His tales are creepy and tense, his protagonists are isolated and their sanity usually on the wane. They often find themselves in increasingly desperate situations or struggles sometimes fighting their own ill-considered impulses. Places, buildings and objects can all be permeated with evil, with will and desire; their malice can influence or even possess the unwary. Even the most rational, most scientifically minded of his characters can fall prey to the insidious influences of restless spirits or vastly intelligent, otherworldly beings. The stories manage very well being both quaint relics of a simpler, more mannered age and masterpieces of terror. The terror here is quieter than that found in most modern tales; it is a terror born of dread whisperings, dark hints and sudden, horrible realizations.

Highly recommended and best read on a lonely, stormy night.

Sunday, January 9, 2011

Swords and Dark Magic (2)

I just finished "Swords & Dark Magic" an anthology of sword and sorcery stories edited by Johnathan Stroud and Lou Anders. It contains 16 short stories by various authors and a new Elric novella by Michael Moorcock and it does not disappoint. Contributing authors include; Steven Erikson, Glen Cook, Gene Wolfe, James Enge, C. J. Cherryh, K.J. Parker, Garth Nix, Michael Moorcock, Tim Lebbon, Robert Silverberg, Greg Keyes, Michael Shea, Scott Lynch, Tanith Lee, Caitlin R. Kiernan, Bill Willingham and Joe Abercrombie.

Not surprisingly, I bought it in anticipation of the Caitlin Kiernan story; "The Sea Troll's Daughter" and was surprised when it was not my favorite story in the anthology. C.R.K. is probably my favorite living author and I enjoyed her contribution very much. I think the real surprise was that the story I liked best was Mr. Moorcock's; "Red Pearls:an Elric Story." I have never had any especial fondness for Moorcock's writing and never made it through even the the first of the Elric books, but Red Pearls was a beautifully wrought tale that pulled me straight in and kept me captive till the end. The Sea Troll's daughter was a close second, being the story of a heroine who tries to claim a reward for ridding a town of a menacing monster but finds herself in a kind of stalemate with the town leaders because she did not have proof of the kill. As always, Ms. Kiernan's words evoke a real and gritty sense of the rather bleak town where her tale takes place. Her heroine is also real; flawed and sometimes less than heroic, she is a character I would gladly read more about.

For Biliophiles like myself, lovers of books old and new, "In The Stacks" by Scott Lynch is another excellent story. It concerns the library at a magical college and the quest of a small group of students facing the most harrowing test thus far in the whole of their studies; they must return a library book. The library is full of grimoires; the journals of wizards, and over the centuries the accumulated magics have turned the library into something of a dangerous jungle filled with hazards I found both novel and clever. I highly recommend it.

There are too many tales for me to comment on all of them, but I think that anyone interested in fantasy will find something to their liking. There is enough variety here that it was hard to put down and it was certainly never boring. Available at both Amazon and Barnes & Noble.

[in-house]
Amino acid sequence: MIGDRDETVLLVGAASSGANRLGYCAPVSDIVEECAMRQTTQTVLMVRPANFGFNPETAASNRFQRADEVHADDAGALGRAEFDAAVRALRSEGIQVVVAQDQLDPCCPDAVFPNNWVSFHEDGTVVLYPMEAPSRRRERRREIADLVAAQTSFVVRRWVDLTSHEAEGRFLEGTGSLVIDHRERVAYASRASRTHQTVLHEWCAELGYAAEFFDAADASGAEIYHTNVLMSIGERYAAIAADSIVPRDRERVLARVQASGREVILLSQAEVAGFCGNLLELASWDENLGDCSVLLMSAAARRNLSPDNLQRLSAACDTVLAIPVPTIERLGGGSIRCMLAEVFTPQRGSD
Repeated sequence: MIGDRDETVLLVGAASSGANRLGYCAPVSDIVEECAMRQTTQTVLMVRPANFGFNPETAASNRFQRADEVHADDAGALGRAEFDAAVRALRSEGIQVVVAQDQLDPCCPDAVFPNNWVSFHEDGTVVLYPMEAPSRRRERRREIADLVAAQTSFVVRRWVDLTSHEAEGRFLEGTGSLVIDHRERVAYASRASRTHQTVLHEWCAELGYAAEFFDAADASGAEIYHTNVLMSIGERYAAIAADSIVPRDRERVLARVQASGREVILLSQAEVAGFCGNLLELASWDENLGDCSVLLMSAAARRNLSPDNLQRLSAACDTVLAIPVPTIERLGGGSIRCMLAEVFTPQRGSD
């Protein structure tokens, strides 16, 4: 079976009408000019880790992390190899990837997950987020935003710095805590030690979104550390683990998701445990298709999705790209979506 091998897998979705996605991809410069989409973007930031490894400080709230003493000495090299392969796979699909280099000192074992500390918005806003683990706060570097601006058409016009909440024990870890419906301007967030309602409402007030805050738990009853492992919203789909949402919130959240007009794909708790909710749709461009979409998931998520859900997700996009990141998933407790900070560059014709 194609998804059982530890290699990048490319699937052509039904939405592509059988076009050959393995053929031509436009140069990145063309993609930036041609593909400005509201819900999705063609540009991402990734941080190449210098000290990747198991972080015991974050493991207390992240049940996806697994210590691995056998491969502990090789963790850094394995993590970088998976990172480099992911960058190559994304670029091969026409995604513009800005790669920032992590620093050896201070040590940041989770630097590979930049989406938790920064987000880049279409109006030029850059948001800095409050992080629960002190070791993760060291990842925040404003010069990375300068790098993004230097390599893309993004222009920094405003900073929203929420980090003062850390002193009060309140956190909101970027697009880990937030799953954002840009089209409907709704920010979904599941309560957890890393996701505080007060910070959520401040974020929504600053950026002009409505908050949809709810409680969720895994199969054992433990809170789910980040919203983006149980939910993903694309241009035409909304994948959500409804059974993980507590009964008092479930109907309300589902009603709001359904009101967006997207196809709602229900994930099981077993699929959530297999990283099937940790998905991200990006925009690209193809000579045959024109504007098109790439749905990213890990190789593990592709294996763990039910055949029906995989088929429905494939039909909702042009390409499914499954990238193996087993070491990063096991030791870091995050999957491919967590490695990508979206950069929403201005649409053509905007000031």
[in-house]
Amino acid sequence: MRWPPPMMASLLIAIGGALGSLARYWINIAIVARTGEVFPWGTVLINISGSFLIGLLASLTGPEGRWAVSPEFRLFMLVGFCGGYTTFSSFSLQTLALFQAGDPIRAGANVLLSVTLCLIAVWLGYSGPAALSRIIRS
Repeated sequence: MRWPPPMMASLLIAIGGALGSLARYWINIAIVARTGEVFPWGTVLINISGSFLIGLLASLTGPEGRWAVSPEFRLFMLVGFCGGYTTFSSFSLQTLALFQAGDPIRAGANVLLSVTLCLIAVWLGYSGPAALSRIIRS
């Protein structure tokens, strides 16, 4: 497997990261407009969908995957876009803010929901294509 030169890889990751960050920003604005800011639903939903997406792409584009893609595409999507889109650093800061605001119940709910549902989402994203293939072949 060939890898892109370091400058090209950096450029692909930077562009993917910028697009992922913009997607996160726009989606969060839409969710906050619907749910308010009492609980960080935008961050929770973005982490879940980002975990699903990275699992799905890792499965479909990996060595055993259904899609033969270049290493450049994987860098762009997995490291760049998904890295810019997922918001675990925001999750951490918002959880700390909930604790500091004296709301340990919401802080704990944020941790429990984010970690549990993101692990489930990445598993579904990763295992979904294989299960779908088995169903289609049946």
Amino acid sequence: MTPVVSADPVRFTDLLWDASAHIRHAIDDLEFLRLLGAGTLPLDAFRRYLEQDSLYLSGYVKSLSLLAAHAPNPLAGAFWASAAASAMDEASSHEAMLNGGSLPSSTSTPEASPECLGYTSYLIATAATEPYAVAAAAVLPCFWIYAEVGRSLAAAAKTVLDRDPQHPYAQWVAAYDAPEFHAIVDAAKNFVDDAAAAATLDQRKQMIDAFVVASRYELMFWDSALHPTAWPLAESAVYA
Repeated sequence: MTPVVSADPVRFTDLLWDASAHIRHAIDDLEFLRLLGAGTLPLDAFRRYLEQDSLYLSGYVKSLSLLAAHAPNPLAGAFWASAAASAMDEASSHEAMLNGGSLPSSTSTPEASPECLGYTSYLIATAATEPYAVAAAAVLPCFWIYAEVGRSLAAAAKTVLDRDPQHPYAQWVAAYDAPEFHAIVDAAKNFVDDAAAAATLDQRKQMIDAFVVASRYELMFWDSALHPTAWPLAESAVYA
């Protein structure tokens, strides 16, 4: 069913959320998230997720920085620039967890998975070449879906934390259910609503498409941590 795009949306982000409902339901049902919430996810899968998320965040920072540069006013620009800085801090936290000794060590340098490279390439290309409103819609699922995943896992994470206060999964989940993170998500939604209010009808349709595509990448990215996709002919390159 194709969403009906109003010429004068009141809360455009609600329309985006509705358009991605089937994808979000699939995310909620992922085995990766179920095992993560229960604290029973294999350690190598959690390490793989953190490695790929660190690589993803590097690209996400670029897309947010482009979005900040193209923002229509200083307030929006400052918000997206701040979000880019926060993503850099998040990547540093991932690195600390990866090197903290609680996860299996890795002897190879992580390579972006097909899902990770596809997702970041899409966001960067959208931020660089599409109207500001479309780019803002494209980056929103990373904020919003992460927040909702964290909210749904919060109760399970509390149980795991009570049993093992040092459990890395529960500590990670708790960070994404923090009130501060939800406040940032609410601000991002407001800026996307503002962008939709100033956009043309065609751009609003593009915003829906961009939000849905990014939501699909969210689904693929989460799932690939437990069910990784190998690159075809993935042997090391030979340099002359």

Saturday, January 1, 2011

New Year's Resolution: 1

I've made a number of resolutions this year but only one of them is relevant to this blog; I have decided to push myself to read 50 books this year and write some sort of review for each of them. I think the best place I have to that is here though I may cross post some reviews over at To start the year off right I woke up early and finished this lovely book: The Historian; by Elizabeth Kostova.

This book was a best-seller and received tons of praise from critics and readers alike. I picked it up through and I was not disappointed. It was not at all a quick read for me, not one of those "can't put it down" books that I must devour as quickly as I can. It was a meditative book that I put aside frequently for other books. Nonetheless; I kept going back to it. It tells a meandering story that wanders back and forth through medieval and modern history in almost a dreamlike way. It is the story of a young girl who hears many stories from her father, stories that drag her into the past and lead her on a strange and dangerous journey; a journey her father shares and one she discovers is something of a family tradition. It is also the story of a man, the girl's father, and how his life, and later his daughter's life, came to be connected to that of Vlad the Impaler; the rumored vampire, Dracula.

Although this book is clearly a work of fiction; it is rich in detail of time and place, the descriptions of old and modern Europe made me want even more to travel there some day. The supernatural aspects of the story are handled very well and do not disrupt the flow of the story nor distract from it by straining one's imagination. The supernatural in this book is a spice that adds the subtle flavor of danger and mystery. At times it is a wonderfully creepy read; suspenseful and compelling. The author did her research and forced me to pause several times in order to look up dates, places and unfamiliar words; just as I love to. That said, it was not an overly demanding read but, as I said before, a meditative one.

I recommend this book to lovers of history, suspense and to those who like their vampires the way vampires ought to be.